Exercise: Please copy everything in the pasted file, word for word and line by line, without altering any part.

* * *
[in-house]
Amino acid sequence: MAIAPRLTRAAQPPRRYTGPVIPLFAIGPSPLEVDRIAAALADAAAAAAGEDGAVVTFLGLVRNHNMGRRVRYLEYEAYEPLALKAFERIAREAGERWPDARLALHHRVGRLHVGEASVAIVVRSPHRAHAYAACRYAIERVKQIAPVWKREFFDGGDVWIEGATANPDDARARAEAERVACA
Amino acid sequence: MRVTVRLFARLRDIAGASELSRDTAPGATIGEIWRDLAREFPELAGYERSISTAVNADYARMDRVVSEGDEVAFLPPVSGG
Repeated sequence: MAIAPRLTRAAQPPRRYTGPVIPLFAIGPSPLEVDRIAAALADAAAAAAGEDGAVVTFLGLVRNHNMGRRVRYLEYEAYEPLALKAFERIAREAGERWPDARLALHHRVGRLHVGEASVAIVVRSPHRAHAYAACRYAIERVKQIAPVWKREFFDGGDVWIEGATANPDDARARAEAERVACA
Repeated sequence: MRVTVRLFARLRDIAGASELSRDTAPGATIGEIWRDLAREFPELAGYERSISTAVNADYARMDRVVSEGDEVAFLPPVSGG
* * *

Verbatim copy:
[in-house]
Amino acid sequence: MAIAPRLTRAAQPPRRYTGPVIPLFAIGPSPLEVDRIAAALADAAAAAAGEDGAVVTFLGLVRNHNMGRRVRYLEYEAYEPLALKAFERIAREAGERWPDARLALHHRVGRLHVGEASVAIVVRSPHRAHAYAACRYAIERVKQIAPVWKREFFDGGDVWIEGATANPDDARARAEAERVACA
Amino acid sequence: MRVTVRLFARLRDIAGASELSRDTAPGATIGEIWRDLAREFPELAGYERSISTAVNADYARMDRVVSEGDEVAFLPPVSGG
Repeated sequence: MAIAPRLTRAAQPPRRYTGPVIPLFAIGPSPLEVDRIAAALADAAAAAAGEDGAVVTFLGLVRNHNMGRRVRYLEYEAYEPLALKAFERIAREAGERWPDARLALHHRVGRLHVGEASVAIVVRSPHRAHAYAACRYAIERVKQIAPVWKREFFDGGDVWIEGATANPDDARARAEAERVACA
Repeated sequence: MRVTVRLFARLRDIAGASELSRDTAPGATIGEIWRDLAREFPELAGYERSISTAVNADYARMDRVVSEGDEVAFLPPVSGG